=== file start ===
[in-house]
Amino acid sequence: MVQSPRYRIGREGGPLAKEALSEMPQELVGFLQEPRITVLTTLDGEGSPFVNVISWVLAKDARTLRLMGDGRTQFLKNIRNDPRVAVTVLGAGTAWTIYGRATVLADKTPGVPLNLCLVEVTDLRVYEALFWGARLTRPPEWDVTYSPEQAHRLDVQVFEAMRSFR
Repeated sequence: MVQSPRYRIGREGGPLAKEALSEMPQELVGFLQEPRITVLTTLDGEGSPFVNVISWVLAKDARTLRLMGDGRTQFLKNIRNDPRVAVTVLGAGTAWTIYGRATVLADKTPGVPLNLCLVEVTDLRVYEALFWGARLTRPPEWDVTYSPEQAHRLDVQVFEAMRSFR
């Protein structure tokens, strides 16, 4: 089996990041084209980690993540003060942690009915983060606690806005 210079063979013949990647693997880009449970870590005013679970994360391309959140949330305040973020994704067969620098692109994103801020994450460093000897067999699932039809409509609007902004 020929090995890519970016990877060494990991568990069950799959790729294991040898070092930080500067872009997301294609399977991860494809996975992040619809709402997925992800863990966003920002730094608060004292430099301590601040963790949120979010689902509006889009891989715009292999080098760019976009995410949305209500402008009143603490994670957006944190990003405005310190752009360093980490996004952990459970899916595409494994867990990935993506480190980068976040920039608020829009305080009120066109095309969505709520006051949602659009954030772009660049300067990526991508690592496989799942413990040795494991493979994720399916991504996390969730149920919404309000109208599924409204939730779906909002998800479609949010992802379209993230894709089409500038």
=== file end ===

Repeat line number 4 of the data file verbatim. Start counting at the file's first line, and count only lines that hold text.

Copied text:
């Protein structure tokens, strides 16, 4: 089996990041084209980690993540003060942690009915983060606690806005 210079063979013949990647693997880009449970870590005013679970994360391309959140949330305040973020994704067969620098692109994103801020994450460093000897067999699932039809409509609007902004 020929090995890519970016990877060494990991568990069950799959790729294991040898070092930080500067872009997301294609399977991860494809996975992040619809709402997925992800863990966003920002730094608060004292430099301590601040963790949120979010689902509006889009891989715009292999080098760019976009995410949305209500402008009143603490994670957006944190990003405005310190752009360093980490996004952990459970899916595409494994867990990935993506480190980068976040920039608020829009305080009120066109095309969505709520006051949602659009954030772009660049300067990526991508690592496989799942413990040795494991493979994720399916991504996390969730149920919404309000109208599924409204939730779906909002998800479609949010992802379209993230894709089409500038």